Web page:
Wednesday, 23 July 2014

Response to "Independence and the Economy - The Facts"

You have probably been directed to this post because you have watched a rather slick video from "Business for Scotland" rather hilariously titled "Independence and the Economy - The Facts".  I'd provide a link but they block even the most mildly critical comments so I'd rather not boost their traffic figures. All of the exhibits used are captured below.

For those who are unaware, I have discussed this (self)interest group at length here > Who are Business for Scotland - this video represents a new low in their attempts to mislead the public.

Let me take each of their exhibits in turn



Notice how only tax take is mentioned not public spend?  This is because public spending was of course also higher over that period - if they showed expenditure as well it would be more informative and show a far more balanced picture1 (which is of course why they don't). This carefully selected 33 year time period includes the 80's when the main surge of Oil revenues was experienced.  The Union has been around for over 300 years; imagine what these figures might look like if we went back 60 years? (unfortunately we can't as such stats don't exist because reporting that splits Scotland from UK only starts at the point of "it's our oil").



This is true if you take a crude GDP/Capita measure.  There's a problem with this measure as has been widely commented (e.g. see this Guardian article): because so much of our GDP is owned by overseas firms (Oil & Gas, Whisky, Banking, etc.) the benefit doesn't fall to Scottish citizens.  Per the link above GNP (which factors in where the "production" is owned) is accepted by economists as a better measure. On a GNP/Capita basis (see the primary research)  iScot is behind the UK (probably - it's hard to work out).  The weakness of GDP/Capita as a measure is illustrated by the fact that Ireland ranks above Scotland on that basis (while suffering high unemployment, declining domestic demand, record business closures etc.) - hardly a "wealthy country" in any meaningful sense.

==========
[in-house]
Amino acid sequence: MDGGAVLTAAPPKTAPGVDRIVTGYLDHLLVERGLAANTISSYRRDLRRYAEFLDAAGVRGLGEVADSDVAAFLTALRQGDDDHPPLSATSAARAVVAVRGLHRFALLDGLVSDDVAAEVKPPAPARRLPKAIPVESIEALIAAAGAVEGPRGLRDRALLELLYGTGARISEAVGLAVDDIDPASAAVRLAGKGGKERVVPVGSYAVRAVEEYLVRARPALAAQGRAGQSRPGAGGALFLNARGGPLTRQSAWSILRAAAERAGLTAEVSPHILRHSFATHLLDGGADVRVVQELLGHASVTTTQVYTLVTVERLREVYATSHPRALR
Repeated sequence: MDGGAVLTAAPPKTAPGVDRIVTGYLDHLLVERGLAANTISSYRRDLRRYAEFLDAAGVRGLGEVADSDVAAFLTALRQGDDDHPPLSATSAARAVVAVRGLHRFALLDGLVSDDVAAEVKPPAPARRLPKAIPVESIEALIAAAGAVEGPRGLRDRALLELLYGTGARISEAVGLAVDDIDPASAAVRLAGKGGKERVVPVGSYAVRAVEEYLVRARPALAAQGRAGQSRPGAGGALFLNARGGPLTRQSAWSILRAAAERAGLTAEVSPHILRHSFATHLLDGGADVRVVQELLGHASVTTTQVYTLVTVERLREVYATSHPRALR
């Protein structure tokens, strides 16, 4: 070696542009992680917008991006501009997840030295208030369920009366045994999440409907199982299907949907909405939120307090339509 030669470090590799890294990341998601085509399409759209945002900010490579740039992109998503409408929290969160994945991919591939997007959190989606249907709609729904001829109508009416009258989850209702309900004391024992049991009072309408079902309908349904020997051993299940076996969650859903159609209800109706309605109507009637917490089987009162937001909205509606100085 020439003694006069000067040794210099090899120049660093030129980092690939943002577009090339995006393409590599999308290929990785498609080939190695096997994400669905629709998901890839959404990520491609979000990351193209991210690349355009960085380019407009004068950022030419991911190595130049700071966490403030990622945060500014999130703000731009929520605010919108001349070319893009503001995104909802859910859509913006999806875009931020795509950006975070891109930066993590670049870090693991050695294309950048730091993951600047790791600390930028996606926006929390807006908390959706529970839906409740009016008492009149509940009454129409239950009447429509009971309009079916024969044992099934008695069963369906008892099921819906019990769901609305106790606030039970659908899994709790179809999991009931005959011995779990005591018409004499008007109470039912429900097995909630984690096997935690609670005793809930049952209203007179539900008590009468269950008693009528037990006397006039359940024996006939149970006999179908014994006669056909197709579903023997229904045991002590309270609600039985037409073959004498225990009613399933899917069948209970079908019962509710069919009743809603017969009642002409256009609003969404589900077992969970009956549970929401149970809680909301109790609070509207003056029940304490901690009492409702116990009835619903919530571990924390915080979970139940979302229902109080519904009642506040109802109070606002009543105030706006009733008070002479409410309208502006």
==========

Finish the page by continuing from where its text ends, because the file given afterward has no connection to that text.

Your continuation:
BfS have been throwing this £8.3bn figure around for a while now. They claim GERS as the source but the number doesn't appear anywhere in GERS.  They provide no further justification and have ignored several requests to explain it. Given the BfS track-record it's hard to take this number seriously. Update: since writing this post BfS have been shamed into explaining this number - and it's palpable nonsense.  Their "argument" is that we should have incurred a further £8.3bn of debt and that would have made us "better off". This is like saying I would have been better off if I'd been allowed to run up a bigger credit card debt. Full explanation here > £8.3bn Better Off? 



Can you spot the "per term" small print?  So presumably this means £875m pa.  There is no back-up for this figure of course and the White Paper doesn't help.  The IFS concluded"The White Paper outlined specific tax raising measures and spending cuts that would together save just under £500 million a year. On top of this there is an aspiration to raise a further £235 million through, as yet unspecified, measures to remove exemptions and reduce tax avoidance".  So £875m is a stretch.  For context: Nuclear is 5% of the UK defence budget and supports thousands of jobs in Scotland; scrap it and we'll be "anti-nuclear" so it's hard to see how we'll gain membership of Nato ("anti" is not the same as "non"). The House of Lords costs Scotland about £9m p.a. so is irrelevant in these figures. Every manifesto claims it will "reduce waste"; let's see how much waste Holyrood generates.  And what about the spending side of the equation?  The IFS go on to say "The spending increases and tax cuts described in the White Paper are more numerous and more costly – around £1.2 billion a year in the short term and potentially considerably more in the longer term if full aspirations for childcare and state pensions are met". So the IFS estimate that an independent Scotland would in fact be £500m to 700m worse off. This would at least help explain why John Swinney recently had to admit that in the first 3 years of independence an iScotland would actually be increasing borrowing by billions (£2.4bn in 2018-19 alone).